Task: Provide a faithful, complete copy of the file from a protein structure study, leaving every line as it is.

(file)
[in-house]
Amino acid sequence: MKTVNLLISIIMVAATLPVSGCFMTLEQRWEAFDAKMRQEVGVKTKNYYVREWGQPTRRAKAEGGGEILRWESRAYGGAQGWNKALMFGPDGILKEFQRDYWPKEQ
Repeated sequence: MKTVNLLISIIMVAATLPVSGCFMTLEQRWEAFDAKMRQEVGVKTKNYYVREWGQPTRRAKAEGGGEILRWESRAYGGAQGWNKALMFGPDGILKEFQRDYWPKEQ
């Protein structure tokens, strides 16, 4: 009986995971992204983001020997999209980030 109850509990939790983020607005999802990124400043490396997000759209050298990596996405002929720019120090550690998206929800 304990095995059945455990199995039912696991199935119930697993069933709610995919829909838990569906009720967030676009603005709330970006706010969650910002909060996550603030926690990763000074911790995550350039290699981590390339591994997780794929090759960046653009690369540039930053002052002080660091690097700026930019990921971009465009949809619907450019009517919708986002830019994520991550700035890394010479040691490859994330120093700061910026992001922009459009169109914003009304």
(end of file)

[in-house]
Amino acid sequence: MKTVNLLISIIMVAATLPVSGCFMTLEQRWEAFDAKMRQEVGVKTKNYYVREWGQPTRRAKAEGGGEILRWESRAYGGAQGWNKALMFGPDGILKEFQRDYWPKEQ
Repeated sequence: MKTVNLLISIIMVAATLPVSGCFMTLEQRWEAFDAKMRQEVGVKTKNYYVREWGQPTRRAKAEGGGEILRWESRAYGGAQGWNKALMFGPDGILKEFQRDYWPKEQ
């Protein structure tokens, strides 16, 4: 009986995971992204983001020997999209980030 109850509990939790983020607005999802990124400043490396997000759209050298990596996405002929720019120090550690998206929800 304990095995059945455990199995039912696991199935119930697993069933709610995919829909838990569906009720967030676009603005709330970006706010969650910002909060996550603030926690990763000074911790995550350039290699981590390339591994997780794929090759960046653009690369540039930053002052002080660091690097700026930019990921971009465009949809619907450019009517919708986002830019994520991550700035890394010479040691490859994330120093700061910026992001922009459009169109914003009304």